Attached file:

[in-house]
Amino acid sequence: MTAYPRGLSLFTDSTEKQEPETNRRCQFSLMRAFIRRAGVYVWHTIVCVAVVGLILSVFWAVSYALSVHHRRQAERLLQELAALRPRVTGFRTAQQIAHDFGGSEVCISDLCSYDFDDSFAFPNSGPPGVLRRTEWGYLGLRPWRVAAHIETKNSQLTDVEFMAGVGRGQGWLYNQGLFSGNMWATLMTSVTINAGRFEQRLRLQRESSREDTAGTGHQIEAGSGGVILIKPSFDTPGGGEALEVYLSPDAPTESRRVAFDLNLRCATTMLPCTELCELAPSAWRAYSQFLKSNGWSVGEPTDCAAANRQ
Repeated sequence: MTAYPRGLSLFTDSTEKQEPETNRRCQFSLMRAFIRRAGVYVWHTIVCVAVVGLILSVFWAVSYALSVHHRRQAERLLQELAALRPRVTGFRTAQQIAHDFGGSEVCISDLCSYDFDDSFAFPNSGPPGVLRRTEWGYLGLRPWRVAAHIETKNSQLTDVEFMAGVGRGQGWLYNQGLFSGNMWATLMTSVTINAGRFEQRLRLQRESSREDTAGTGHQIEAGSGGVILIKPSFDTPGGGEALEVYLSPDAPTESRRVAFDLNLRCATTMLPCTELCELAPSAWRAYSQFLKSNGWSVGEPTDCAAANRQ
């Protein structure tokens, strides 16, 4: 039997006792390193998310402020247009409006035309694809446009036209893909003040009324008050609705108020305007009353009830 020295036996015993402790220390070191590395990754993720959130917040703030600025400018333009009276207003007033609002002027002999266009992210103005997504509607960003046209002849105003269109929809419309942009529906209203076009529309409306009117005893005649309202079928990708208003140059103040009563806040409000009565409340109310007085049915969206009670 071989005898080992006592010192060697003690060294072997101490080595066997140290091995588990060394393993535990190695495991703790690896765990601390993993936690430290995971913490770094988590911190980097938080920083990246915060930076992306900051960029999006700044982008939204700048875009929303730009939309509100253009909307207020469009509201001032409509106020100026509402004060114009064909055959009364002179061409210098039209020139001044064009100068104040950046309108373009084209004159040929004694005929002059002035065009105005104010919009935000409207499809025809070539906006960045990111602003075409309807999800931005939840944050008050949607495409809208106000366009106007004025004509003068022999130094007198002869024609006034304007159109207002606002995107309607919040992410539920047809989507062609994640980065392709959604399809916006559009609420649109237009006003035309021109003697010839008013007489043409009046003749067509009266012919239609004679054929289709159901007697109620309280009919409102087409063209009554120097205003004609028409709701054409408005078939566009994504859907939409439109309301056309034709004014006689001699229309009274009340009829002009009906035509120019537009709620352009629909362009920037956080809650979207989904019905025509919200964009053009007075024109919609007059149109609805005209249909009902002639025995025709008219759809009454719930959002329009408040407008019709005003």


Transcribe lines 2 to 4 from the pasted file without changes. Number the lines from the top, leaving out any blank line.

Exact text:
Amino acid sequence: MTAYPRGLSLFTDSTEKQEPETNRRCQFSLMRAFIRRAGVYVWHTIVCVAVVGLILSVFWAVSYALSVHHRRQAERLLQELAALRPRVTGFRTAQQIAHDFGGSEVCISDLCSYDFDDSFAFPNSGPPGVLRRTEWGYLGLRPWRVAAHIETKNSQLTDVEFMAGVGRGQGWLYNQGLFSGNMWATLMTSVTINAGRFEQRLRLQRESSREDTAGTGHQIEAGSGGVILIKPSFDTPGGGEALEVYLSPDAPTESRRVAFDLNLRCATTMLPCTELCELAPSAWRAYSQFLKSNGWSVGEPTDCAAANRQ
Repeated sequence: MTAYPRGLSLFTDSTEKQEPETNRRCQFSLMRAFIRRAGVYVWHTIVCVAVVGLILSVFWAVSYALSVHHRRQAERLLQELAALRPRVTGFRTAQQIAHDFGGSEVCISDLCSYDFDDSFAFPNSGPPGVLRRTEWGYLGLRPWRVAAHIETKNSQLTDVEFMAGVGRGQGWLYNQGLFSGNMWATLMTSVTINAGRFEQRLRLQRESSREDTAGTGHQIEAGSGGVILIKPSFDTPGGGEALEVYLSPDAPTESRRVAFDLNLRCATTMLPCTELCELAPSAWRAYSQFLKSNGWSVGEPTDCAAANRQ
């Protein structure tokens, strides 16, 4: 039997006792390193998310402020247009409006035309694809446009036209893909003040009324008050609705108020305007009353009830 020295036996015993402790220390070191590395990754993720959130917040703030600025400018333009009276207003007033609002002027002999266009992210103005997504509607960003046209002849105003269109929809419309942009529906209203076009529309409306009117005893005649309202079928990708208003140059103040009563806040409000009565409340109310007085049915969206009670 071989005898080992006592010192060697003690060294072997101490080595066997140290091995588990060394393993535990190695495991703790690896765990601390993993936690430290995971913490770094988590911190980097938080920083990246915060930076992306900051960029999006700044982008939204700048875009929303730009939309509100253009909307207020469009509201001032409509106020100026509402004060114009064909055959009364002179061409210098039209020139001044064009100068104040950046309108373009084209004159040929004694005929002059002035065009105005104010919009935000409207499809025809070539906006960045990111602003075409309807999800931005939840944050008050949607495409809208106000366009106007004025004509003068022999130094007198002869024609006034304007159109207002606002995107309607919040992410539920047809989507062609994640980065392709959604399809916006559009609420649109237009006003035309021109003697010839008013007489043409009046003749067509009266012919239609004679054929289709159901007697109620309280009919409102087409063209009554120097205003004609028409709701054409408005078939566009994504859907939409439109309301056309034709004014006689001699229309009274009340009829002009009906035509120019537009709620352009629909362009920037956080809650979207989904019905025509919200964009053009007075024109919609007059149109609805005209249909009902002639025995025709008219759809009454719930959002329009408040407008019709005003």